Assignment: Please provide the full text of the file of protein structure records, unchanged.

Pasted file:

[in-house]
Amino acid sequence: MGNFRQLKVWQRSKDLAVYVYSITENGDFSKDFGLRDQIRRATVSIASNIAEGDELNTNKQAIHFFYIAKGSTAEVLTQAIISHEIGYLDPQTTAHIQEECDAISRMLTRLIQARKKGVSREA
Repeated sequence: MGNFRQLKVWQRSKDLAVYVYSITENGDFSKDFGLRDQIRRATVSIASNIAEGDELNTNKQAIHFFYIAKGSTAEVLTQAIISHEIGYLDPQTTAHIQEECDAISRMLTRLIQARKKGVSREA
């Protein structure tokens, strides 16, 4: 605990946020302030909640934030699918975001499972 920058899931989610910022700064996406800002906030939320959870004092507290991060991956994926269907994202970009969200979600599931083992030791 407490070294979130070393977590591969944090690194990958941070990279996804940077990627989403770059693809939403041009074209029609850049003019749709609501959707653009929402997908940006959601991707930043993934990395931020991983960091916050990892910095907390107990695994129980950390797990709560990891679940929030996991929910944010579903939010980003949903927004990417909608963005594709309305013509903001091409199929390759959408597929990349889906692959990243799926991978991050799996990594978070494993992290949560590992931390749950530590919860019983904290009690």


[in-house]
Amino acid sequence: MGNFRQLKVWQRSKDLAVYVYSITENGDFSKDFGLRDQIRRATVSIASNIAEGDELNTNKQAIHFFYIAKGSTAEVLTQAIISHEIGYLDPQTTAHIQEECDAISRMLTRLIQARKKGVSREA
Repeated sequence: MGNFRQLKVWQRSKDLAVYVYSITENGDFSKDFGLRDQIRRATVSIASNIAEGDELNTNKQAIHFFYIAKGSTAEVLTQAIISHEIGYLDPQTTAHIQEECDAISRMLTRLIQARKKGVSREA
């Protein structure tokens, strides 16, 4: 605990946020302030909640934030699918975001499972 920058899931989610910022700064996406800002906030939320959870004092507290991060991956994926269907994202970009969200979600599931083992030791 407490070294979130070393977590591969944090690194990958941070990279996804940077990627989403770059693809939403041009074209029609850049003019749709609501959707653009929402997908940006959601991707930043993934990395931020991983960091916050990892910095907390107990695994129980950390797990709560990891679940929030996991929910944010579903939010980003949903927004990417909608963005594709309305013509903001091409199929390759959408597929990349889906692959990243799926991978991050799996990594978070494993992290949560590992931390749950530590919860019983904290009690």